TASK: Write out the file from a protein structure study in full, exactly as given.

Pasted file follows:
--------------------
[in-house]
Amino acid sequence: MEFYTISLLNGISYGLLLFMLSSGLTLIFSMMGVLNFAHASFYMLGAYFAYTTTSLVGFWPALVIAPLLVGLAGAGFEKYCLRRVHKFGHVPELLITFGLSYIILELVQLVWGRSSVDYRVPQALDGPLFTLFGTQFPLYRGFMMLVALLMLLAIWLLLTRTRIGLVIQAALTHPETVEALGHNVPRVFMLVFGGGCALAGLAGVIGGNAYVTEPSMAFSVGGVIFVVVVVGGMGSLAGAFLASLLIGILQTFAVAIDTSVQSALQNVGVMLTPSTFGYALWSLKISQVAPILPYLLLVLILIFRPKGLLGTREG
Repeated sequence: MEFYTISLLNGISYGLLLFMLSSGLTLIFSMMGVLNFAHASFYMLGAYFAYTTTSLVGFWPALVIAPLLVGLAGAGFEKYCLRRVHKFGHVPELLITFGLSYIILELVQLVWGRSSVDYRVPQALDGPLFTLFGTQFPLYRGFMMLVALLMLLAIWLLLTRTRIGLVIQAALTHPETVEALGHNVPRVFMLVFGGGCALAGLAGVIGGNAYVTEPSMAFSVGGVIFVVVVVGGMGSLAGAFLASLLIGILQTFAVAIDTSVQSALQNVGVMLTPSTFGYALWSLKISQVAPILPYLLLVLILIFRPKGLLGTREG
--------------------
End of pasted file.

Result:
[in-house]
Amino acid sequence: MEFYTISLLNGISYGLLLFMLSSGLTLIFSMMGVLNFAHASFYMLGAYFAYTTTSLVGFWPALVIAPLLVGLAGAGFEKYCLRRVHKFGHVPELLITFGLSYIILELVQLVWGRSSVDYRVPQALDGPLFTLFGTQFPLYRGFMMLVALLMLLAIWLLLTRTRIGLVIQAALTHPETVEALGHNVPRVFMLVFGGGCALAGLAGVIGGNAYVTEPSMAFSVGGVIFVVVVVGGMGSLAGAFLASLLIGILQTFAVAIDTSVQSALQNVGVMLTPSTFGYALWSLKISQVAPILPYLLLVLILIFRPKGLLGTREG
Repeated sequence: MEFYTISLLNGISYGLLLFMLSSGLTLIFSMMGVLNFAHASFYMLGAYFAYTTTSLVGFWPALVIAPLLVGLAGAGFEKYCLRRVHKFGHVPELLITFGLSYIILELVQLVWGRSSVDYRVPQALDGPLFTLFGTQFPLYRGFMMLVALLMLLAIWLLLTRTRIGLVIQAALTHPETVEALGHNVPRVFMLVFGGGCALAGLAGVIGGNAYVTEPSMAFSVGGVIFVVVVVGGMGSLAGAFLASLLIGILQTFAVAIDTSVQSALQNVGVMLTPSTFGYALWSLKISQVAPILPYLLLVLILIFRPKGLLGTREG